Degree of functional impairment associated with vestibular hypofunction among older adults with cognitive decline

Alessandro Micarelli, Andrea Viziano, David Della-Morte, Ivan Augimeri, Marco Alessandrini

Research output: Contribution to journalArticlepeer-review

18 Scopus citations


Objective: Considering the altered multisensory signal compensation during senescence, the aim of the present study was to evaluate the integration rearrangements in unilateral vestibular hypofunction (UVH) during age-related cognitive decline. Study Design: Cross-sectional study. Setting: Longitudinal cohort study unit and of University tertiary referral center. Patients: Older UVH individuals ≥ 55 years with Mild Cognitive Impairment (MCI) or Alzheimer Disease (AD) and matched UVH control group with age-appropriate cognitive function. Intervention: Vestibulo-ocular reflex, postural sway examination (respectively performed by means of video head impulse test and static posturography), and dizziness-related and quality of life scores were collected in all three groups of UVH patients cognitively evaluated by means of Mini Mental State Examination and Alzheimer's Disease Assessment Scale (ADAS-cog). Main Outcome Measures: Vestibulo-ocular reflex gain, length, surface, and spectral values of body oscillation were measured. Dizziness Handicap Inventory, Activities-specific Balance Confidence scale, and Dynamic Gait Index scores were collected. Results: A significant (p < 0.05) increase in surface and length values during both eyes closed and eyes open conditions was found when comparing scores for AD to both MCI and control group patients, respectively. These patients demonstrated significantly (p < 0.05) lower spectral values of body oscillation on posturography platform in both eyes closed and eyes open condition within the low-frequency interval than MCI and AD patients. Conclusion: This is the first study reporting an association between cognitive decline and posturography parameters with possible preventive clinical implications in evaluating the risk for falls in high-risk patients, such as older adults with common neuro-otological disorders.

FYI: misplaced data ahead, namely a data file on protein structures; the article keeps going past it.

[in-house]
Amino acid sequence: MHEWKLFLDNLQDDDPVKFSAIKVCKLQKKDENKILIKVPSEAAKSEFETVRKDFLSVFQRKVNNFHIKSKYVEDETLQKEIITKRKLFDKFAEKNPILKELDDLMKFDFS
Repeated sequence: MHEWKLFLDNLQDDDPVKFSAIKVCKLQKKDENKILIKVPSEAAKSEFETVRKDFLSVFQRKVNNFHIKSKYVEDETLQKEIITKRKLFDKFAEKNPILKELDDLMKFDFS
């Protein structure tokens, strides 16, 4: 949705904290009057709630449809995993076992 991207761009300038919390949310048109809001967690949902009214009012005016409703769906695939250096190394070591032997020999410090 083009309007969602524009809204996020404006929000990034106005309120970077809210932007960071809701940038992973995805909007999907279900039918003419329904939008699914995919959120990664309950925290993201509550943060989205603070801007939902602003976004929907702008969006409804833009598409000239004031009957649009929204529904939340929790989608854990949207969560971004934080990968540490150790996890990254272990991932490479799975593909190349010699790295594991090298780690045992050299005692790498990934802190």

Original languageEnglish (US)
Pages (from-to)e392-e400
JournalOtology and Neurotology
Issue number5
StatePublished - Jun 1 2018


  • Aging
  • Alzheimer disease
  • Cognitive decline
  • Mild cognitive impairment
  • Vestibular hypofunction
  • Video head impulse test

ASJC Scopus subject areas

  • Otorhinolaryngology
  • Sensory Systems
  • Clinical Neurology


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